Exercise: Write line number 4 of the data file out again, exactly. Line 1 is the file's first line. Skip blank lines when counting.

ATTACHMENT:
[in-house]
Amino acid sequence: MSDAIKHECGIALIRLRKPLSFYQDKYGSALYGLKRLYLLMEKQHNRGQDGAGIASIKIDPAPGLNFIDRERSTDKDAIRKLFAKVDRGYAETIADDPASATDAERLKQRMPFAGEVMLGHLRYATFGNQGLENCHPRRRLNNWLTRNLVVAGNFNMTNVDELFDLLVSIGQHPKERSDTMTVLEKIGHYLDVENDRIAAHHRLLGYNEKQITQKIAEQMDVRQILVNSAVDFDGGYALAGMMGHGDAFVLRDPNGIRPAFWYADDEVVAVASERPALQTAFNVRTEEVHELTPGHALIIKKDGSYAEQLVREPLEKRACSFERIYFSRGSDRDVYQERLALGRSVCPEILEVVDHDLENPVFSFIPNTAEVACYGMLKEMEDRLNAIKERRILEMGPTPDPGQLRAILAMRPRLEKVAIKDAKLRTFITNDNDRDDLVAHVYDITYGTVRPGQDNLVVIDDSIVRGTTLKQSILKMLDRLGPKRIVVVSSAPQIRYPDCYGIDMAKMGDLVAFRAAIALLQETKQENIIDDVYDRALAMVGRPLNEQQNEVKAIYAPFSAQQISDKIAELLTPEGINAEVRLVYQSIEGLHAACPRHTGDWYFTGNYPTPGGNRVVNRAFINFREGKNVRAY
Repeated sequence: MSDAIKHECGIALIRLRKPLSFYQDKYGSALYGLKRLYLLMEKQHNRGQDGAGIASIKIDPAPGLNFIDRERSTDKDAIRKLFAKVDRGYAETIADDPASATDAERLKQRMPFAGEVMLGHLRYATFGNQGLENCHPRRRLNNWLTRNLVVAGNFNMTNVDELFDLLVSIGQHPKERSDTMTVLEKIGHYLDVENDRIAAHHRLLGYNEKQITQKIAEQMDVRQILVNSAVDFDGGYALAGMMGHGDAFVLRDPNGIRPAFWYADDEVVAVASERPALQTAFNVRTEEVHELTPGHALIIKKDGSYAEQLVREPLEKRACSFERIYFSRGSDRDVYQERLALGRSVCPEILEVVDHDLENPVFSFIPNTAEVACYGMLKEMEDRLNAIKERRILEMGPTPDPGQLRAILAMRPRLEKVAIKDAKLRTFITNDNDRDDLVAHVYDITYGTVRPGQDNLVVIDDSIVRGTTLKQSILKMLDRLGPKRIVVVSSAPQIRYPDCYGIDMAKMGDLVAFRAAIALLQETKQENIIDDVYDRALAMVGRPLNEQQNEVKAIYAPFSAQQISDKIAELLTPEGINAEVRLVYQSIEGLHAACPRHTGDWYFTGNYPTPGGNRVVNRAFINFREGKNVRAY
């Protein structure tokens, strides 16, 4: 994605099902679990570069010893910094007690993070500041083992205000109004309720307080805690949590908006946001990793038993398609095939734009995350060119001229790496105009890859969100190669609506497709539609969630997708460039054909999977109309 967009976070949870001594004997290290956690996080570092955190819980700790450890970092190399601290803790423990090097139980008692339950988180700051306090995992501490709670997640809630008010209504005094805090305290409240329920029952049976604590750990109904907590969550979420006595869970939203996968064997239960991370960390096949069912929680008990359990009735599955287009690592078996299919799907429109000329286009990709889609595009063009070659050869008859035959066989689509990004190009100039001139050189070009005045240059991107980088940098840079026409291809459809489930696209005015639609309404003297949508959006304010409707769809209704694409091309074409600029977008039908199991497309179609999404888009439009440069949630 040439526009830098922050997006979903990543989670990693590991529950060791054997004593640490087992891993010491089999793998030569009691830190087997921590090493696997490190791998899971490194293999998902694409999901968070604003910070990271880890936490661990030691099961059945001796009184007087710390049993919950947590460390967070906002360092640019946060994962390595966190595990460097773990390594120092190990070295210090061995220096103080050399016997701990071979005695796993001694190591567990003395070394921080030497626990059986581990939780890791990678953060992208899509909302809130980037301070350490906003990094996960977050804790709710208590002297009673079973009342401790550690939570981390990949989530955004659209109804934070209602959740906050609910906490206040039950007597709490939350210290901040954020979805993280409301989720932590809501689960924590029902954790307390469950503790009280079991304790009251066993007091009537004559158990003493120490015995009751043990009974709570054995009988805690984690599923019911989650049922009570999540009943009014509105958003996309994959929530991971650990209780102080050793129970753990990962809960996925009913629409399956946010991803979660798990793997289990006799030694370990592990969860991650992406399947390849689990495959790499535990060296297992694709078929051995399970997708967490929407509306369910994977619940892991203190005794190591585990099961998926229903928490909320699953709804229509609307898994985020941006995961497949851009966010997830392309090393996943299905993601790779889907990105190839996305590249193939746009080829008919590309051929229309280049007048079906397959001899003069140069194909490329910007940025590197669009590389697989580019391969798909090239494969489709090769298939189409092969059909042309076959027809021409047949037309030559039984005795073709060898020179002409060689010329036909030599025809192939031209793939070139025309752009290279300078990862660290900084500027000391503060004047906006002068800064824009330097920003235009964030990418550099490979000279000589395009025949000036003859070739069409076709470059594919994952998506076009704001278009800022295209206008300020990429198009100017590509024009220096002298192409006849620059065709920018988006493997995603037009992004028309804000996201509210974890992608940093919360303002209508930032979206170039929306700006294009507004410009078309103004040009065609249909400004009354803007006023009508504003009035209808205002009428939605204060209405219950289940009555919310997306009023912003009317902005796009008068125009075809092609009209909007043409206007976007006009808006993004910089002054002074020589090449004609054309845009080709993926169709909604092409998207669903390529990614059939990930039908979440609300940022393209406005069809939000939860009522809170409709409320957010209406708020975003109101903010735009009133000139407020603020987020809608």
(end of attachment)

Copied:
């Protein structure tokens, strides 16, 4: 994605099902679990570069010893910094007690993070500041083992205000109004309720307080805690949590908006946001990793038993398609095939734009995350060119001229790496105009890859969100190669609506497709539609969630997708460039054909999977109309 967009976070949870001594004997290290956690996080570092955190819980700790450890970092190399601290803790423990090097139980008692339950988180700051306090995992501490709670997640809630008010209504005094805090305290409240329920029952049976604590750990109904907590969550979420006595869970939203996968064997239960991370960390096949069912929680008990359990009735599955287009690592078996299919799907429109000329286009990709889609595009063009070659050869008859035959066989689509990004190009100039001139050189070009005045240059991107980088940098840079026409291809459809489930696209005015639609309404003297949508959006304010409707769809209704694409091309074409600029977008039908199991497309179609999404888009439009440069949630 040439526009830098922050997006979903990543989670990693590991529950060791054997004593640490087992891993010491089999793998030569009691830190087997921590090493696997490190791998899971490194293999998902694409999901968070604003910070990271880890936490661990030691099961059945001796009184007087710390049993919950947590460390967070906002360092640019946060994962390595966190595990460097773990390594120092190990070295210090061995220096103080050399016997701990071979005695796993001694190591567990003395070394921080030497626990059986581990939780890791990678953060992208899509909302809130980037301070350490906003990094996960977050804790709710208590002297009673079973009342401790550690939570981390990949989530955004659209109804934070209602959740906050609910906490206040039950007597709490939350210290901040954020979805993280409301989720932590809501689960924590029902954790307390469950503790009280079991304790009251066993007091009537004559158990003493120490015995009751043990009974709570054995009988805690984690599923019911989650049922009570999540009943009014509105958003996309994959929530991971650990209780102080050793129970753990990962809960996925009913629409399956946010991803979660798990793997289990006799030694370990592990969860991650992406399947390849689990495959790499535990060296297992694709078929051995399970997708967490929407509306369910994977619940892991203190005794190591585990099961998926229903928490909320699953709804229509609307898994985020941006995961497949851009966010997830392309090393996943299905993601790779889907990105190839996305590249193939746009080829008919590309051929229309280049007048079906397959001899003069140069194909490329910007940025590197669009590389697989580019391969798909090239494969489709090769298939189409092969059909042309076959027809021409047949037309030559039984005795073709060898020179002409060689010329036909030599025809192939031209793939070139025309752009290279300078990862660290900084500027000391503060004047906006002068800064824009330097920003235009964030990418550099490979000279000589395009025949000036003859070739069409076709470059594919994952998506076009704001278009800022295209206008300020990429198009100017590509024009220096002298192409006849620059065709920018988006493997995603037009992004028309804000996201509210974890992608940093919360303002209508930032979206170039929306700006294009507004410009078309103004040009065609249909400004009354803007006023009508504003009035209808205002009428939605204060209405219950289940009555919310997306009023912003009317902005796009008068125009075809092609009209909007043409206007976007006009808006993004910089002054002074020589090449004609054309845009080709993926169709909604092409998207669903390529990614059939990930039908979440609300940022393209406005069809939000939860009522809170409709409320957010209406708020975003109101903010735009009133000139407020603020987020809608």